Although he was brought up as a Christian, in his adult life Keith Haring altered his beliefs and challenged orthodoxy in all its forms. In the 1980s, when televangelism was gaining in popularity, and Christian groups in the USA were increasingly vocal in their prejudice and condemnation of homosexuality, Haring’s works challenged the viewer to consider the role of the church in their current climate. Religion as a form of control was a particular concern for Haring, as this piece makes clear: a figure clutching a cross behind their back impales another with a stick (a symbol Haring employed to denote control), on a red cross background with the words USA 1981 written below.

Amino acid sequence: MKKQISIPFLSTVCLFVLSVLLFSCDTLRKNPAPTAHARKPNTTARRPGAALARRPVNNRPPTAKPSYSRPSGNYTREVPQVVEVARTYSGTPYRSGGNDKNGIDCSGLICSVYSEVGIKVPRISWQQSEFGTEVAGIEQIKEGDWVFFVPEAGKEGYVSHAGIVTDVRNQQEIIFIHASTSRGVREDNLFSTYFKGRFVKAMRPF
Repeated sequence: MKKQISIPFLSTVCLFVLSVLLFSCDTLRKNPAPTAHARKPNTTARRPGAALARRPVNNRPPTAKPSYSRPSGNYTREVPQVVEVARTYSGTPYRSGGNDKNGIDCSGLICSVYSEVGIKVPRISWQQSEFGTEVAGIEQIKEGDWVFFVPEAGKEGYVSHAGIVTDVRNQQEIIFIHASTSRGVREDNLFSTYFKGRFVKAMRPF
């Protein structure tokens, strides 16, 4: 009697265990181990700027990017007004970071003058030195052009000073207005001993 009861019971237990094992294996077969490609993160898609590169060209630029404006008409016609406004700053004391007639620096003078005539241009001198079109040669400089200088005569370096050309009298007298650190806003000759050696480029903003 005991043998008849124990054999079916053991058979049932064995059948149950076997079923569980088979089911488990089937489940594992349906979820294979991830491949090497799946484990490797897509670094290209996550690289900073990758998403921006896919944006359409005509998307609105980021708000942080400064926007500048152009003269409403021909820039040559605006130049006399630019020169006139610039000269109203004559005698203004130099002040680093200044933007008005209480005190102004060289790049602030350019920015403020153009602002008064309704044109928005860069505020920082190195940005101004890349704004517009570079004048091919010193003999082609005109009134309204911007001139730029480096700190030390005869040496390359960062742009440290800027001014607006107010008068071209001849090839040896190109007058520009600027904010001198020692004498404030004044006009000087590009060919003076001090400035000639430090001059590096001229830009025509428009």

Date of work
Keith Haring (1958 – 1990) was an American artist, and one of the leading figures of the graffiti art movement which emerged from New York in the 1980s. Haring rose to International acclaim after creating spontaneous chalk drawings on blank advertising spaces in New York subway stations. His work reflected a profound commitment to social justice and activism, raising issues that remain relevant today, including the AIDS crisis, racism, and environmental degradation. He was a champion for public access to art in his lifetime, and established the Keith Haring Foundation in 1989, which provides funding and imagery to charities working with AIDS and youth programmes, and brings his work to a wider audience.